Standard Chartered expects to pay US$330 million (Dh1.1 billion) to settle claims from American regulators that it flouted sanctions against Iran.
The bank said it had expected to conclude negotiations with four authorities in the United States over allegations it violated US sanctions "very shortly". The authorities are the justice department, the Office of Foreign Assets Control, the Federal Reserve Bank of New York and the New York district attorney.
"The timing is not in our control. The amount we expect to pay is approximately $330m," it said in a statement, released yesterday.
The latest fine comes as the bank seeks to bring to a close controversy over its dealings with Iran.
In August, the bank agreed to pay New York's financial services department (DFS) $340m after it charged the bank with working with Iranian companies and banks for nearly a decade to hide nearly 60,000 transactions worth $250bn.
The US has spearheaded the drive against Iran with sanctions targeting its economy in response to Tehran's pursuit of a suspected nuclear weapons programme. Iran denies the accusations.
But even a second round of fines is unlikely to stop Standard Chartered from reporting a 10th consecutive year of record profits. Its focus on Asia for most of its business has helped the bank to weather crises in the global economy better than many of its western peers.
"Six hundred and seventy million dollars is a big number in total and one the bank could do without having to pay," said Gary Greenwood, a banking analyst at Shore Capital in the United Kingdom. "But for a bank that was expected to generate about $7.5bn of pre-tax profit in the current year, it is an amount they can readily absorb and investors were expecting it.
"The group is on course to deliver income growth in excess of expense growth in spite of the settlement," said Adam Chan, a senior analyst at CCB International in a note yesterday. "Balance sheet growth is holding strong as both loans and deposits are expected to grow by a high-single-digit rate year on year."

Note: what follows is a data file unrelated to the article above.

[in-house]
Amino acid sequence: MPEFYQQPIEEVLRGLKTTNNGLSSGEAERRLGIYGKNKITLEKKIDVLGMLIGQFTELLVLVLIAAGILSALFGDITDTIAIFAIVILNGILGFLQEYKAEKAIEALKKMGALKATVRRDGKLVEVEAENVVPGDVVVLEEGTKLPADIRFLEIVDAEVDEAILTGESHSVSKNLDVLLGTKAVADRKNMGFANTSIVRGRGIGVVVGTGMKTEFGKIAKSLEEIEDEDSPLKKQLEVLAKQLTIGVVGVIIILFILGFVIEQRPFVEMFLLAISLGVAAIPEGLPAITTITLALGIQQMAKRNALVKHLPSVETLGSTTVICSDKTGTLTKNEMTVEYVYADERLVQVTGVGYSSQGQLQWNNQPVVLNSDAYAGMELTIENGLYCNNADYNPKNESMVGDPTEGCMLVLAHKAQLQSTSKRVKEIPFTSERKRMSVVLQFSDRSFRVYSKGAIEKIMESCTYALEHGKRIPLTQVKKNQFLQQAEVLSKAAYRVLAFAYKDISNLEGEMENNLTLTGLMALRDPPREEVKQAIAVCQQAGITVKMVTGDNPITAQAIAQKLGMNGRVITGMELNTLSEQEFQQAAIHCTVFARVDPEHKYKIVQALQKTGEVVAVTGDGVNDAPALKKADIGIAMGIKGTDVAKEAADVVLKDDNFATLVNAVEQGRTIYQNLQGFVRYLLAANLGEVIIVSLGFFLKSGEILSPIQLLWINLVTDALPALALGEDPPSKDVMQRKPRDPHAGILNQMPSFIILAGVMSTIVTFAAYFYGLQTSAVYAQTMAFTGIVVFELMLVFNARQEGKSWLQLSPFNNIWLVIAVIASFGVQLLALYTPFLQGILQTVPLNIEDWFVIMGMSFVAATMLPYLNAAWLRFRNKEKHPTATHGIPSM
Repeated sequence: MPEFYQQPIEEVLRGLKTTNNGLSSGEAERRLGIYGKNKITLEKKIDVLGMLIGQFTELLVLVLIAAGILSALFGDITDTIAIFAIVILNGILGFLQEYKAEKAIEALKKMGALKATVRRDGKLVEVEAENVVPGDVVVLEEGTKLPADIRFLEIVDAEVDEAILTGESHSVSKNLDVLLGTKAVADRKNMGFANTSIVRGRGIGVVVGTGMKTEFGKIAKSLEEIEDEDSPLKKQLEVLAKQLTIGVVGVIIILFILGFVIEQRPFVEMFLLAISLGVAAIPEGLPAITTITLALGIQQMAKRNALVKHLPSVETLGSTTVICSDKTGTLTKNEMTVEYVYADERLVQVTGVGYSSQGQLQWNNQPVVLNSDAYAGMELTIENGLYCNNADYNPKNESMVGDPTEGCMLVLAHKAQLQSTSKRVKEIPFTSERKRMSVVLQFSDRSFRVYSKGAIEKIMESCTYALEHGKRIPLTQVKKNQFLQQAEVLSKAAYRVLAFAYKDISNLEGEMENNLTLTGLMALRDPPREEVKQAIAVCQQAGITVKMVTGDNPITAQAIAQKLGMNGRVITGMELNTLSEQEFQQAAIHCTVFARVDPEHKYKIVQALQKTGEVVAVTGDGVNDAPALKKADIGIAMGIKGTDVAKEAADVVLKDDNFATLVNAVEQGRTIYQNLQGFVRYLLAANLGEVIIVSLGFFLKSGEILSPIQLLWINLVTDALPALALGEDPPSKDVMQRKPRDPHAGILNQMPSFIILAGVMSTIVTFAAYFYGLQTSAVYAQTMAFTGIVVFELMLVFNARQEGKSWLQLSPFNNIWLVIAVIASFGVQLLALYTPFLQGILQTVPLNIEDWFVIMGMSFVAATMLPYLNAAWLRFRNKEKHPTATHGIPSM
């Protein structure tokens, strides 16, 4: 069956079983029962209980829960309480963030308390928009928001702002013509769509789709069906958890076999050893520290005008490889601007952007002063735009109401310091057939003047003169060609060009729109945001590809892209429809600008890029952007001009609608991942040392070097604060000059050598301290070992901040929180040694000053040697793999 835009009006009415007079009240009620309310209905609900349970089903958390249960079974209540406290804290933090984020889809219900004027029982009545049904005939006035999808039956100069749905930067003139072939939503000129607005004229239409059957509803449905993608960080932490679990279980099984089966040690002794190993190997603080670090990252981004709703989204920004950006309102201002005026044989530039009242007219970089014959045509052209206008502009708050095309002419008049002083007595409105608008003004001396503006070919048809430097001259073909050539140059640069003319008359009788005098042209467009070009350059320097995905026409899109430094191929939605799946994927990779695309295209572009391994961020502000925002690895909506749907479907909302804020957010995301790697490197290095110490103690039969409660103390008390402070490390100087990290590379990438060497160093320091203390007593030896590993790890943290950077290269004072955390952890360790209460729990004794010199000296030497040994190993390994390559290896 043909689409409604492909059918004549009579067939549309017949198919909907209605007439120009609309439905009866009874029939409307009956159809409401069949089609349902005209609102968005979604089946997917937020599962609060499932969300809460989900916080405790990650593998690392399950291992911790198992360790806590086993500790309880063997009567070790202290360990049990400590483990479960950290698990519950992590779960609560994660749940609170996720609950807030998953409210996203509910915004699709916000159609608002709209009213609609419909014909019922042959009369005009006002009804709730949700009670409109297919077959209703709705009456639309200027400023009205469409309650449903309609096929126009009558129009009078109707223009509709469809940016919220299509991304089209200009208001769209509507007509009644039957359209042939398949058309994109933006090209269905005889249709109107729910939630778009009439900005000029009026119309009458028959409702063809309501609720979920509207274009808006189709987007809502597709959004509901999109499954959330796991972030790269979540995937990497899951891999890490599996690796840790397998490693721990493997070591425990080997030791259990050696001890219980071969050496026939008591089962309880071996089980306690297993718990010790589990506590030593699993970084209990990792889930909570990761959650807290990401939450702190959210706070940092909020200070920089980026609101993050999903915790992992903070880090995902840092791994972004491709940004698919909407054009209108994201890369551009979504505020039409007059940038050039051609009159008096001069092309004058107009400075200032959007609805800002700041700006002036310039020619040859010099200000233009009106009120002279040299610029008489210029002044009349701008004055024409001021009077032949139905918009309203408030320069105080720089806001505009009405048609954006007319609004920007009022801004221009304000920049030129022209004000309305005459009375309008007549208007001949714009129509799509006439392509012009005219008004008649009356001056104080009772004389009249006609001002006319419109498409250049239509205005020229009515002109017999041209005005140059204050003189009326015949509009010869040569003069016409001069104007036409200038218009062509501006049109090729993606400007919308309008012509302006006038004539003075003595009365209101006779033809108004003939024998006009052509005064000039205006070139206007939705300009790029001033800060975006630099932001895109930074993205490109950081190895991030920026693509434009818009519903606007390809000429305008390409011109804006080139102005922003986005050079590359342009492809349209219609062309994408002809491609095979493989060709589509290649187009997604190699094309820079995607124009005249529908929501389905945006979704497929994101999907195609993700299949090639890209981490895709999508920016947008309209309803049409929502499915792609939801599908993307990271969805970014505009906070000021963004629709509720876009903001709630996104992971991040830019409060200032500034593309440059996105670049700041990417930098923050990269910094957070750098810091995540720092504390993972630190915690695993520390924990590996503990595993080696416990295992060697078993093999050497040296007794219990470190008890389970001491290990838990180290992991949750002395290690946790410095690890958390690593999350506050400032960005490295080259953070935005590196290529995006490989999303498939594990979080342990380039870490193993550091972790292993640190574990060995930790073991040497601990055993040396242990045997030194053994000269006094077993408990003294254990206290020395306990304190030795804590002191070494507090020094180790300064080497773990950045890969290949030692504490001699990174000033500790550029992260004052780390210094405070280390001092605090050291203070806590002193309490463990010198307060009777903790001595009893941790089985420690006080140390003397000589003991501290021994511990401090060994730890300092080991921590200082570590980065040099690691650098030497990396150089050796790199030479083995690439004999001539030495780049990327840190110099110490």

The DFS fine will cut pre-tax profit growth this year to a mid-single-digit rate from what otherwise would have been a double-digit increase, the bank said in a separate trading update yesterday.
The second fine will slim profits still further.
"Standard Chartered is on course to deliver another strong set of full year results for 2012," said Peter Sands, the group chief executive in the trading update.
"We continue to see significant opportunities across our markets in Asia, Africa and the Middle East."
The headwind from currency moves was decreasing, the update said. In October, the bank said revenue growth was being impacted by the strength of the US dollar against Asian currencies.
Several other global banks have also fallen foul of moves by US regulators to crack down on money laundering by drug cartels and terrorists.
Last month HSBC set aside a further $800m to cover potential fines relating to a US money-laundering investigation against it. It means HSBC's total provisions for the case now stand at $1.5bn. The bank is still negotiating with authorities but is expected to pay a much larger fine than Standard Chartered and could also face criminal action.
In June, ING Bank, a division of the Dutch financial services company ING Financial Services struck a $619m deal with the US Treasury department in response to allegations it broke sanctions against Iran, Libya and other countries.
In response to US investigations, Standard Chartered had previously mounted a vigorous defence of its banking record, disputing aspects of the regulator's allegations, saying it had identified just $14m of transactions that might have violated sanctions, which it attributed to clerical errors.
In addition to the fine in August, Standard Chartered also agreed to the regulator's demands to place a monitor at the bank's New York office for at least two years to evaluate its money-laundering controls.
Investors shrugged off news of the fine as the British bank's shares rose 0.8 per cent to £15 (Dh88.77) in morning trading.